Pay for Play: College athletes
Concurrent to the onslaught of March Madness, once again the debate flares over whether college athletes should be paid to play. Talk about madness!
The objections to paying college athletes to play are myriad. The benefits are next to nil. Let me elucidate.
First of all, excuse me, but it seems that a 4-year scholarship, room, board, and books (and tutors for those who – surprise! – can’t keep their grades up) IS payment. If an athlete does not take advantage of these things, well, that’s his or her own fault.
Second, who are you going to pay? A university only makes money on one or two sports, usually football and basketball (maybe baseball or hockey too, depending on the geographical location). So if the logic is that the players are making money for the school and they should therefore be compensated, the question arises as to what you’re going to pay all of the athletes in sports that COST the university money. Are you going to charge wrestlers, golfers, water polo players, gymnasts, soccer players, sprinters and shot-putters to play? Or do we begin at the college level (and far earlier, in reality) to send the message to kids that you should do something that’ll bring in the green, not something that you love?
And what of women athletes? None of their sports make money. Do we charge women for participation, or simply pay them less for the same job, just like corporate America does?
Finally, let’s be honest. Big-time college athletes in big-time sports DO get paid, beyond the scholarships. Everyone who is not a complete Pollyanna knows this and will admit it.
Several years ago, I was playing golf at Michigan State, where I was working on my doctorate. I was paired with a couple of undergrads, one of whom had been a highly recruited running back out of high school. He was telling the other undergrad about how, while he was still in high school, boosters from various universities vied for his letter of commitment by buying his mother an SUV, by flying his family to Florida for a vacation, etc., etc.
During his sophomore year at State, he tore up his knee and his career ended. But his scholarship didn’t. His free ride was guaranteed, and his afternoons were free to play golf. He was a semester away from finishing his accounting degree, and had a line on a good job.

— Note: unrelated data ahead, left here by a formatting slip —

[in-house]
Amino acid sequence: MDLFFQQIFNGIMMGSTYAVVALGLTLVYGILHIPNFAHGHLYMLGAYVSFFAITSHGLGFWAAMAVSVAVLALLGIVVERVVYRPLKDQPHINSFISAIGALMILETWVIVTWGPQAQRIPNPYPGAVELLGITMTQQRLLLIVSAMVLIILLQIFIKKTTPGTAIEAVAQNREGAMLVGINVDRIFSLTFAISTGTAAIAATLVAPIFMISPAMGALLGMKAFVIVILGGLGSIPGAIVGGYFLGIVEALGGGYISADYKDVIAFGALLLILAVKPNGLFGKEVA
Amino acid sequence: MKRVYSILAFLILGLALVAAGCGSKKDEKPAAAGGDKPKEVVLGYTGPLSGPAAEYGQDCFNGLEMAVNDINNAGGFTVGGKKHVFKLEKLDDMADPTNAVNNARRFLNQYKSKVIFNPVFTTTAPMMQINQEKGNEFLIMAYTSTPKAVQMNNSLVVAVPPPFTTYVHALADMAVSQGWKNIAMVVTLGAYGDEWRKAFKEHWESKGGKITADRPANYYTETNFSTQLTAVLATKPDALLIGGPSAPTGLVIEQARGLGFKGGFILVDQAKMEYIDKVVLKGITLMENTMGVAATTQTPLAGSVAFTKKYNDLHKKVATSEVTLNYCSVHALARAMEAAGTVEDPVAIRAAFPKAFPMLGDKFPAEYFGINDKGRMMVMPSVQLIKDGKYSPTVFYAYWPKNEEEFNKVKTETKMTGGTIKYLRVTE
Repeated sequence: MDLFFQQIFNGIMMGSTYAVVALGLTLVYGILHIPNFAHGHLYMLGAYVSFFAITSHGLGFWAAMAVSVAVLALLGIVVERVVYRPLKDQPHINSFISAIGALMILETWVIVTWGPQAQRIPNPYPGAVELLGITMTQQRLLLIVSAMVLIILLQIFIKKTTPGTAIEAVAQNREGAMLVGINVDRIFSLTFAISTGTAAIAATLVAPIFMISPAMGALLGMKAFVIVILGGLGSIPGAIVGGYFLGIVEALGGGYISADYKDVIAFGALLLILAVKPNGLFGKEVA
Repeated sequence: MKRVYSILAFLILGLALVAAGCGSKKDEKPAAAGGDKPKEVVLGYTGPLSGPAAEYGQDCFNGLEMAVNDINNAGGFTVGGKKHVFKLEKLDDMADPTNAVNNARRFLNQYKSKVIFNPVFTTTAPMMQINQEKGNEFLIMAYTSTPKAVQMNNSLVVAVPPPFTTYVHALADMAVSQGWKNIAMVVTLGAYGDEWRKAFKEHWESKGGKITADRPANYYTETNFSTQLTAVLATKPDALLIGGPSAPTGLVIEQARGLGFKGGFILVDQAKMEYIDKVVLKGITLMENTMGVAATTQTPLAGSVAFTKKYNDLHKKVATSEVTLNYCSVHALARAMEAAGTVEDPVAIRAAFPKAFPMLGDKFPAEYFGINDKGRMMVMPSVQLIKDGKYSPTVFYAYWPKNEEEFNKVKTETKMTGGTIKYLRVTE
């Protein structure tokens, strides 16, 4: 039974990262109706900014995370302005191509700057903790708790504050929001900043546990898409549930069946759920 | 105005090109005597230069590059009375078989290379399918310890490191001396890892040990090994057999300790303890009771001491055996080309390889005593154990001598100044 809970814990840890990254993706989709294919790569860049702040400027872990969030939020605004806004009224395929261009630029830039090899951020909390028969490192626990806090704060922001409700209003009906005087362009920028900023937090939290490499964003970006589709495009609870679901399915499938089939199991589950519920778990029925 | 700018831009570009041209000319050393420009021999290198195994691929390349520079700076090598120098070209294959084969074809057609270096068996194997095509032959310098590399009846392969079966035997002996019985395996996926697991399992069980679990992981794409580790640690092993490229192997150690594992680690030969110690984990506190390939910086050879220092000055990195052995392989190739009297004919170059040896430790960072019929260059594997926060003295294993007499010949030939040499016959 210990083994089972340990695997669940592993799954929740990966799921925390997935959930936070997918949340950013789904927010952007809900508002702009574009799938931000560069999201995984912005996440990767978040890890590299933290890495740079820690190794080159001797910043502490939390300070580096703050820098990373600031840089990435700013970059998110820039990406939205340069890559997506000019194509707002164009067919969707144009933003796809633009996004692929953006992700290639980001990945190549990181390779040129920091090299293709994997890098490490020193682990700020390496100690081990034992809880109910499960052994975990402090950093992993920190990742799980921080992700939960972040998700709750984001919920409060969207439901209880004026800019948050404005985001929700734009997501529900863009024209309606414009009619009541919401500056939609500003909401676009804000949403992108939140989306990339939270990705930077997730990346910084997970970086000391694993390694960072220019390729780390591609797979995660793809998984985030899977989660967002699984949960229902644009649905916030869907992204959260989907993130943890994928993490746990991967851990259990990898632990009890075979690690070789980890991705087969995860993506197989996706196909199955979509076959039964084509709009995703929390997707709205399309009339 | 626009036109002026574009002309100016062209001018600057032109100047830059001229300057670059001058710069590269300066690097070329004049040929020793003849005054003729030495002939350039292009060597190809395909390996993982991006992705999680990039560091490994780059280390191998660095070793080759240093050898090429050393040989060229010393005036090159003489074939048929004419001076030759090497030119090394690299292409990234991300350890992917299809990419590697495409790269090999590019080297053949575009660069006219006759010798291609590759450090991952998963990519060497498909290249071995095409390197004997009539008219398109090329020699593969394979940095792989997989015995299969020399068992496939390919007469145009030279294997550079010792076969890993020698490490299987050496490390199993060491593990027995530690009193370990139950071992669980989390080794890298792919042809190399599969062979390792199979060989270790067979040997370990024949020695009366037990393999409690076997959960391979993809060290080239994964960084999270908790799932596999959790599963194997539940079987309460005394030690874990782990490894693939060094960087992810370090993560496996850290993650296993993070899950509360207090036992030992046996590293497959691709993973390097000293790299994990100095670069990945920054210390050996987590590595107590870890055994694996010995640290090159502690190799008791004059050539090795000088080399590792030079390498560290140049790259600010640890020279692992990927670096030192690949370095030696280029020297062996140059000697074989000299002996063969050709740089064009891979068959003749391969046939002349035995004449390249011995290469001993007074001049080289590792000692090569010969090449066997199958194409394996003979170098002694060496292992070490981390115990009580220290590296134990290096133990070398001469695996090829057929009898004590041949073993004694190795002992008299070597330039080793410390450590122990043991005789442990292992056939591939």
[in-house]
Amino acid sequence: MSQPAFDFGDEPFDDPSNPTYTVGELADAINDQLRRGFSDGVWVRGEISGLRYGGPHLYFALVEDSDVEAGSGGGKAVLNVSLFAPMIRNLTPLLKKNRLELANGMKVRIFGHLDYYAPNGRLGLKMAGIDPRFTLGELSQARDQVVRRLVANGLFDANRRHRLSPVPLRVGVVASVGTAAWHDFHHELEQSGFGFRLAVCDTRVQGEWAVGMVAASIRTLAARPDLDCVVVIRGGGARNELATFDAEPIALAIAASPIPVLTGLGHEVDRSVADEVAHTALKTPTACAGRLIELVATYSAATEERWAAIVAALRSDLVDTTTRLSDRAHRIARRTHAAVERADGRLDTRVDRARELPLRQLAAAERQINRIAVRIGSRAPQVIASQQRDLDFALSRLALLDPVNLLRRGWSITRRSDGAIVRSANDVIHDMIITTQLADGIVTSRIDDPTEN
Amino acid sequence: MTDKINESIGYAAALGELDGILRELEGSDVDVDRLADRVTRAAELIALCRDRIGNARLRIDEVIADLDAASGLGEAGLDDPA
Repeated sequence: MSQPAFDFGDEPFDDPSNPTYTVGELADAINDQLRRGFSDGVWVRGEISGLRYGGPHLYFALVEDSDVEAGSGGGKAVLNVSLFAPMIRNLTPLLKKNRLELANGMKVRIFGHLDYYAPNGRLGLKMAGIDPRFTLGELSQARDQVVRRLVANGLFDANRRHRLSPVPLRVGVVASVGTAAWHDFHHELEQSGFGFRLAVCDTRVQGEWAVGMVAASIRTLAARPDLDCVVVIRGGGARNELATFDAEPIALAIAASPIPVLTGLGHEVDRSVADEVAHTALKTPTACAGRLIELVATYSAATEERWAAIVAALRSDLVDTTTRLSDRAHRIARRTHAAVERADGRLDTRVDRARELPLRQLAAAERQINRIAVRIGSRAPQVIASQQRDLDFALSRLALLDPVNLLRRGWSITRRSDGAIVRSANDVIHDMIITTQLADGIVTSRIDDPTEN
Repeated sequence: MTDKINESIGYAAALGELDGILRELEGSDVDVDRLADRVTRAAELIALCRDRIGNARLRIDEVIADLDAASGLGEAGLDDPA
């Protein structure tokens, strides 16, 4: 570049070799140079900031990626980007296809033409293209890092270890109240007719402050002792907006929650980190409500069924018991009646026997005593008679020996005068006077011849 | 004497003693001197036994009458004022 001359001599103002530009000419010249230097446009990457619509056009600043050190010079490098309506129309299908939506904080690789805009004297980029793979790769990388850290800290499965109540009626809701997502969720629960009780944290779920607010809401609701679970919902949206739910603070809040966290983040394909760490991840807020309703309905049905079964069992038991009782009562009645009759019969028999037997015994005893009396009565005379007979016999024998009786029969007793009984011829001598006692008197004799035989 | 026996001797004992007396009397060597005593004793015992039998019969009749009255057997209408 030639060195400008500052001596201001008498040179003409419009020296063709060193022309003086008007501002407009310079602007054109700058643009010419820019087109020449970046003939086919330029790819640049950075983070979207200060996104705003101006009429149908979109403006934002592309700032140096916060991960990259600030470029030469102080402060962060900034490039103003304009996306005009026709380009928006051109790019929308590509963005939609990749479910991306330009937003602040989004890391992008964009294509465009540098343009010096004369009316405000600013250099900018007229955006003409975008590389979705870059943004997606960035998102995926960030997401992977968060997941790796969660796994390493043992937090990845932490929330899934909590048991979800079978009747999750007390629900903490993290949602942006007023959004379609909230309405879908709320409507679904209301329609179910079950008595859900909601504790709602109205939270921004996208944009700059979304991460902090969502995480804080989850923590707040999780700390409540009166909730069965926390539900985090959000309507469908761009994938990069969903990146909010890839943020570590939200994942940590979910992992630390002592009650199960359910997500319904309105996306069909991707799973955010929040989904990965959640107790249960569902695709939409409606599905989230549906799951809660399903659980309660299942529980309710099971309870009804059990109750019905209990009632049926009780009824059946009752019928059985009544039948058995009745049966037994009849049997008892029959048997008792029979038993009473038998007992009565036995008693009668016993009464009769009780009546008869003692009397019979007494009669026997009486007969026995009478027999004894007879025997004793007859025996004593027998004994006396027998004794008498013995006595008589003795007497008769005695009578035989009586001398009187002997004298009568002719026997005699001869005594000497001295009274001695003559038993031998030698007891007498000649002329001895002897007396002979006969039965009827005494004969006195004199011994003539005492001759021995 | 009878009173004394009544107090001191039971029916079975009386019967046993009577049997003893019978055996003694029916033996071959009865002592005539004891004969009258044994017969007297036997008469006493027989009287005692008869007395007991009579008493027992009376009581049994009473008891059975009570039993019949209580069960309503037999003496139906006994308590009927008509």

Oh, and the sports car that a booster bought for him when he came to State? Yeah, he got to keep that, too.
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To anyone, Like Eric, that was offended by my comment that "none of [women's sports] make money" for a school:
I was talking in terms of averages: Yes. SOME women's sports make money for SOME schools. If your team is in the Softball World Series, that team will likely bring in money for the school. On average, most sports are lucky if they cover their own expenses, including scholarships, travel, equipment, coaching and staff, etc.
Case in point: The University of Massachusetts' MENS football team was in danger of being cut completely a couple of years ago because it costs the cash-strapped university so much money to operate. Now football is the most expensive sport there is, given the size of the team and the amount of equipment, but still, is there any doubt that if the football team cannot cover expenses that less popular sports will bring in even less for a school? And unfortunately often women's games/matches are not as well attended as men's -- I'm not saying it's right or that it's always the case, just that it tends to be the case.
So, I repeat: Not ALL women's sports cost a university money. Most women's sports are happy to cover their expenses. Ditto MOST men's sports, with the obvious exception of the ones that have TV contracts or high-profile boosters.
I fail to see how this could "offend" anyone.
Thinking in terms of how a reader will interpret short, direct statements like 'None of them make money,' may help you not look like an idiot when commenting on your own column.
After you backtracked and explained what you 'really' meant by elaborating on those comments, it did make more sense and would be difficult to percieve as offensive.
Perhaps you should have elaborated more the first time around to avoid being labeled as assumptuous and liberal with the use of absolutes.
The same goes, I take it, when it comes to responses. I assume you meant "presumptuous."
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